By Drew Ailes
By Courtney Harrell
By Kyra Scrimgeour
By Jena Ardell
By Mary Willson
By Bree Davies
By Tom Murphy
By Tom Murphy
On Blue Country Heart, Hot Tuna guitarist Jorma Kaukonen goes country, singing heartfelt versions of songs by Garth Brooks, Toby Keith and Tim McGraw. Guest vocalists include Martina McBride and Faith Hill, who help Kaukonen shed his blues-steeped image.
Just kidding. Sure, Blue Country Heart was recorded in Nashville, but that's about the only thing it has in common with contemporary country music. The disc's thirteen songs all date from the '20s and '30s, when white hillbilly singers like Jimmie Rodgers, heavily influenced by black blues players, were defining what would come to be known as country music. Kaukonen, who in his pre-Jefferson Airplane days fell in love with the music of Piedmont blues master the Reverend Gary Davis, is right at home with Blue Country Heart's old-time country material. If you remember Hot Tuna's 1972 FM-radio hit "Keep on Truckin'," you have a good idea of what the album sounds like.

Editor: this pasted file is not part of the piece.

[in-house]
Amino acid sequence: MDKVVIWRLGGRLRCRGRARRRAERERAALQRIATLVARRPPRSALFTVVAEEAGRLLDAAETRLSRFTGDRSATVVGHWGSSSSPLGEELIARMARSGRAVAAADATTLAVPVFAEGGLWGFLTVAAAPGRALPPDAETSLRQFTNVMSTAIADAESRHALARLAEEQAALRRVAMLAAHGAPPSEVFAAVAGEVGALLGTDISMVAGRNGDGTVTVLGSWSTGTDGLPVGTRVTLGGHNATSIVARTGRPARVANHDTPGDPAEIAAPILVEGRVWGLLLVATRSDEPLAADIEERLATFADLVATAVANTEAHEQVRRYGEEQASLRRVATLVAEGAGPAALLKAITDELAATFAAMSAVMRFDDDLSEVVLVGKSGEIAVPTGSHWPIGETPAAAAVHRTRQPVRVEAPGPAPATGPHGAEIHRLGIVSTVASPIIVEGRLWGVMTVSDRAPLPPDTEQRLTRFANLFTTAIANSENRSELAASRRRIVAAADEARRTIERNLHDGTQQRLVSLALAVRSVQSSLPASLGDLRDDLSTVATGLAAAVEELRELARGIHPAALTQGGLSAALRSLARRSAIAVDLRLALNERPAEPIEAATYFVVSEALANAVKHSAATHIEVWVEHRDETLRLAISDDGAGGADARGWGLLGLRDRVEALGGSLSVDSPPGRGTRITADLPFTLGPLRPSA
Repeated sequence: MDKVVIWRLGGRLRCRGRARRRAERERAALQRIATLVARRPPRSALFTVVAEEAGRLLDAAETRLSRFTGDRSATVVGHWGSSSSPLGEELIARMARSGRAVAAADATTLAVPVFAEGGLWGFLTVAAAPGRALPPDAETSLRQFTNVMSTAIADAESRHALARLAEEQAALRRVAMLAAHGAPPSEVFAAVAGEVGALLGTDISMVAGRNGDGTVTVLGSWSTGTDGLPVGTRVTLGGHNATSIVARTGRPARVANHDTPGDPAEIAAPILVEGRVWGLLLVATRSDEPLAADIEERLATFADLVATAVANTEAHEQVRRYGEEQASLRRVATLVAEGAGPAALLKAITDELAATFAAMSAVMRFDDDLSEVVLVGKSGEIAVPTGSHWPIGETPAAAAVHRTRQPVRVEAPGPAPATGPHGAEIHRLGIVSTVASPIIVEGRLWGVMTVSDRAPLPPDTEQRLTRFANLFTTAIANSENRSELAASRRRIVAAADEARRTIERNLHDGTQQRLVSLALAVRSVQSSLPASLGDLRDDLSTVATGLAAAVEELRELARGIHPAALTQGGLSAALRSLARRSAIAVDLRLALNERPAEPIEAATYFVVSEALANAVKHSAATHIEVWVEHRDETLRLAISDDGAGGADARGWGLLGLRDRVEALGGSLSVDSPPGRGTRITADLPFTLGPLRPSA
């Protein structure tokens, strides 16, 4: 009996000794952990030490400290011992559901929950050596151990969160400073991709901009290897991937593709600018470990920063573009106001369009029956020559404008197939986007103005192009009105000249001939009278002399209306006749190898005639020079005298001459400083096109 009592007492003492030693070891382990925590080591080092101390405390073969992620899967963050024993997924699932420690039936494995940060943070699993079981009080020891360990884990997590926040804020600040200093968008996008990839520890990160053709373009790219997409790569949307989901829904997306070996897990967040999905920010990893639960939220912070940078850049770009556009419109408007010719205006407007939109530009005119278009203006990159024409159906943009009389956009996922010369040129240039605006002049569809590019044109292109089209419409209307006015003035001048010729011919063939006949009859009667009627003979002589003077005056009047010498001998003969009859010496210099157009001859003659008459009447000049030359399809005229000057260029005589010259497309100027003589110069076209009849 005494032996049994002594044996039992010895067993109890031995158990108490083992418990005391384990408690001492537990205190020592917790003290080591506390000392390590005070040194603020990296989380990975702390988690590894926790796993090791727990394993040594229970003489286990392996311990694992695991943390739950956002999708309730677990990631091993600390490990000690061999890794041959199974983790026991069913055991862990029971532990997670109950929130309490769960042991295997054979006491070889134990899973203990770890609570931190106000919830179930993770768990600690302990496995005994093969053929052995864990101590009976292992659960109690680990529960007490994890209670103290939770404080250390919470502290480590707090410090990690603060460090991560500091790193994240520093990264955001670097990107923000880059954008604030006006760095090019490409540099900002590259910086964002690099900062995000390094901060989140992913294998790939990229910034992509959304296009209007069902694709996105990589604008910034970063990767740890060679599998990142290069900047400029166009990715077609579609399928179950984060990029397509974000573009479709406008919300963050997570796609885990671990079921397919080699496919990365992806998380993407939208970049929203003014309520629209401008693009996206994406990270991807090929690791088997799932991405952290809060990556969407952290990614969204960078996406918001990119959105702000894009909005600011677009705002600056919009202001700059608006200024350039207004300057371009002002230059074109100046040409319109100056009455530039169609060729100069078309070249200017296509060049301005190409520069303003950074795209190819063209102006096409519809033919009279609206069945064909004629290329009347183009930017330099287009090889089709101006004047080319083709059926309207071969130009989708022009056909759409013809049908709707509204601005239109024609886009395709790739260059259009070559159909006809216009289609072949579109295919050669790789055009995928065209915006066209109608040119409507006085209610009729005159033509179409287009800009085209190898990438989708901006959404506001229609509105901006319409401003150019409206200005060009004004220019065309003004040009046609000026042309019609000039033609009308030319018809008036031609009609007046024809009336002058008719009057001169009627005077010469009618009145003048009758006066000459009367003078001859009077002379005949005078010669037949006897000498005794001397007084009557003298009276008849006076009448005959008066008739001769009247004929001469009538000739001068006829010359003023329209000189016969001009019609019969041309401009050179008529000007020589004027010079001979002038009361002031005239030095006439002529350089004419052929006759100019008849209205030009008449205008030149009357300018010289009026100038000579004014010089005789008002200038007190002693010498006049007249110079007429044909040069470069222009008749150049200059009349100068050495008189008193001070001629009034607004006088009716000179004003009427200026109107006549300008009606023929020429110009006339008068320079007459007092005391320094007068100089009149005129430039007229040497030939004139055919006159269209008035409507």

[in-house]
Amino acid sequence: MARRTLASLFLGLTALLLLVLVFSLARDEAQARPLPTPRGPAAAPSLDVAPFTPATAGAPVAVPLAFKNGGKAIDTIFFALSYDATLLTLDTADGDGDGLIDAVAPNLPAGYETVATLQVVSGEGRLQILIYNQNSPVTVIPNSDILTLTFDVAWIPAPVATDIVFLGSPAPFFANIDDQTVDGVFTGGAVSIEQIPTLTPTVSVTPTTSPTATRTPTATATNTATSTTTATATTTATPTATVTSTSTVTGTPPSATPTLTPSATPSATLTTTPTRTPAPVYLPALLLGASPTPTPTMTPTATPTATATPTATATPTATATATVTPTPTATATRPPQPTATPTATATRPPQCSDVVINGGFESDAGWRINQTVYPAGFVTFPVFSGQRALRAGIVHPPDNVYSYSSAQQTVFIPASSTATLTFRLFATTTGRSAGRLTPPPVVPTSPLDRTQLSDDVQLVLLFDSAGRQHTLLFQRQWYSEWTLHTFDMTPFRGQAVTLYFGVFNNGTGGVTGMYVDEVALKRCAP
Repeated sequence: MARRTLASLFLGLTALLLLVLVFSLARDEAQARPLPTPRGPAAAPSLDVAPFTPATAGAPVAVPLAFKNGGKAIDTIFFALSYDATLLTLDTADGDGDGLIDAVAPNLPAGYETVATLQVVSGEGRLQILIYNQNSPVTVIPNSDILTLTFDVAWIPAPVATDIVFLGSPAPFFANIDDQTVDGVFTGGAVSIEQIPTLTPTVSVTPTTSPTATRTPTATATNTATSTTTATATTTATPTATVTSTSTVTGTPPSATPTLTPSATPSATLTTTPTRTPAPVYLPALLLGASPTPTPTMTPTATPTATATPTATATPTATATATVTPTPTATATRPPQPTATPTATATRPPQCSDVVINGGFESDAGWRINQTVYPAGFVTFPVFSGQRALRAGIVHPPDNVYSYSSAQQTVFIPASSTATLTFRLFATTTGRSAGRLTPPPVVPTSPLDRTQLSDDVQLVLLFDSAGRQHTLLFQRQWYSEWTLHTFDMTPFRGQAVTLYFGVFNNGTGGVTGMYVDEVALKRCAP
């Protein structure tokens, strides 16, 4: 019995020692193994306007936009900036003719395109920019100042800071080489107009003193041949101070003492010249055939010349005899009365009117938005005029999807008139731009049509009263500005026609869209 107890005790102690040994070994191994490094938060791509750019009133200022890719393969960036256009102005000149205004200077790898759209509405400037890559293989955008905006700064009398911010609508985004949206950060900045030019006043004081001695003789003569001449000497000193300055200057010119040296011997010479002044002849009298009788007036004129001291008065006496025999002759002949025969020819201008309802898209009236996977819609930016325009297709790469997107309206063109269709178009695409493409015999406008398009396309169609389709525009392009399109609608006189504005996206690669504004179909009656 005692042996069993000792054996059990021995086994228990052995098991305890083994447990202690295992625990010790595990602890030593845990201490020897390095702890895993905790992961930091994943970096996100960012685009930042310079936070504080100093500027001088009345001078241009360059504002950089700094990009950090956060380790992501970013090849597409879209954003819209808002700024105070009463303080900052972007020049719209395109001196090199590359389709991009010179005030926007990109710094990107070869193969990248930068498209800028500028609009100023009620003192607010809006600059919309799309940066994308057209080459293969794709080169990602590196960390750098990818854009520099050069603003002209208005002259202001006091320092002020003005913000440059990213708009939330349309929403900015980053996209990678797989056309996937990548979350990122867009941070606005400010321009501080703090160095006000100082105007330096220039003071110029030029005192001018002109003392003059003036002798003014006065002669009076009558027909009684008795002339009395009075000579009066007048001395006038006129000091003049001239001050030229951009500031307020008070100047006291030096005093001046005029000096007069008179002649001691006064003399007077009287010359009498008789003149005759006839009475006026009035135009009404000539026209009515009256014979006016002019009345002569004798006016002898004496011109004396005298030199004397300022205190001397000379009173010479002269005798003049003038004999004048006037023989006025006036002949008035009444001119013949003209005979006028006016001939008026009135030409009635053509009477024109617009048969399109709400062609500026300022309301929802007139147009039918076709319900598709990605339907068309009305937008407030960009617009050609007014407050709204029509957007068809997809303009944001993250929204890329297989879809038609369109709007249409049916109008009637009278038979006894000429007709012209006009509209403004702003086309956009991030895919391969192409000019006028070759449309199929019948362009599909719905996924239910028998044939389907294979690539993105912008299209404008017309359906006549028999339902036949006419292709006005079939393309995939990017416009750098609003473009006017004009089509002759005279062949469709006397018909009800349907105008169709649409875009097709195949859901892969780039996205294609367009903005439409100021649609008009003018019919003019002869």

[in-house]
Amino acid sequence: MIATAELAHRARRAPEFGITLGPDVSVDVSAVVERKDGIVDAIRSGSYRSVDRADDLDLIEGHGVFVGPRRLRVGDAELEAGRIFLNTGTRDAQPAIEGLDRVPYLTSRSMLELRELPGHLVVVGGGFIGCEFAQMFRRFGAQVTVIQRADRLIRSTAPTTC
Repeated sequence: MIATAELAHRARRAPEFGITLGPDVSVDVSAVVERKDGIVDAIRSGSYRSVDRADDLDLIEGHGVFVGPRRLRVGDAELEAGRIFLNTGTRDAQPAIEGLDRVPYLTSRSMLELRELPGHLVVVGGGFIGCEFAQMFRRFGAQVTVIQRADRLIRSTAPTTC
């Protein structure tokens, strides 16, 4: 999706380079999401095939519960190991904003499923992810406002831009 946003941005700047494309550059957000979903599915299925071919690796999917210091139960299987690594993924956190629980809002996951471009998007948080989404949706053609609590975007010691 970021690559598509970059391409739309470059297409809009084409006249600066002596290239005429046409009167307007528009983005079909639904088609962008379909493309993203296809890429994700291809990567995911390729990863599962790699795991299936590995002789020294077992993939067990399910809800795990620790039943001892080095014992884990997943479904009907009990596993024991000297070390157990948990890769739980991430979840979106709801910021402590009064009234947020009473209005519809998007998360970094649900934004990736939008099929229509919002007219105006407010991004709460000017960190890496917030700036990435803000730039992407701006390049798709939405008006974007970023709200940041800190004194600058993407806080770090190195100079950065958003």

Accompanied by some of Nashville's finest musicians -- mandolinist Sam Bush, dobroist Jerry Douglas, bassist Byron House and banjoist Béla Fleck -- Kaukonen strolls through such ancient numbers as the Delmore Brothers' "Blue Railroad Train" and "Blues Stay Away From Me," Jimmy Davis's "Red River Blues," and Rodgers's "Waiting for a Train" and "You and My Old Guitar." Kaukonen saves the best for last: Washington Phillips's "What Are They Doing in Heaven Today?" a haunting, Ry Cooder-esque spiritual.
As usual, Kaukonen's guitar playing (on a 1936 Gibson Advanced Jumbo acoustic model, we're told) is superb; his thumb bounces effortlessly from one bass string to another while his fingers pick out intricate melodies on the treble strings. His nasally voice has softened over the years into a more expressive -- and more interesting -- instrument. (Listen to his pleasantly relaxed take of "Tom Cat Blues," a bawdy number by the now-virtually-forgotten Cliff Carlisle.)
It's possible that Kaukonen is jumping on the O Brother bandwagon, but whatever his motivation for recording Blue Country Heart, the result is delightful.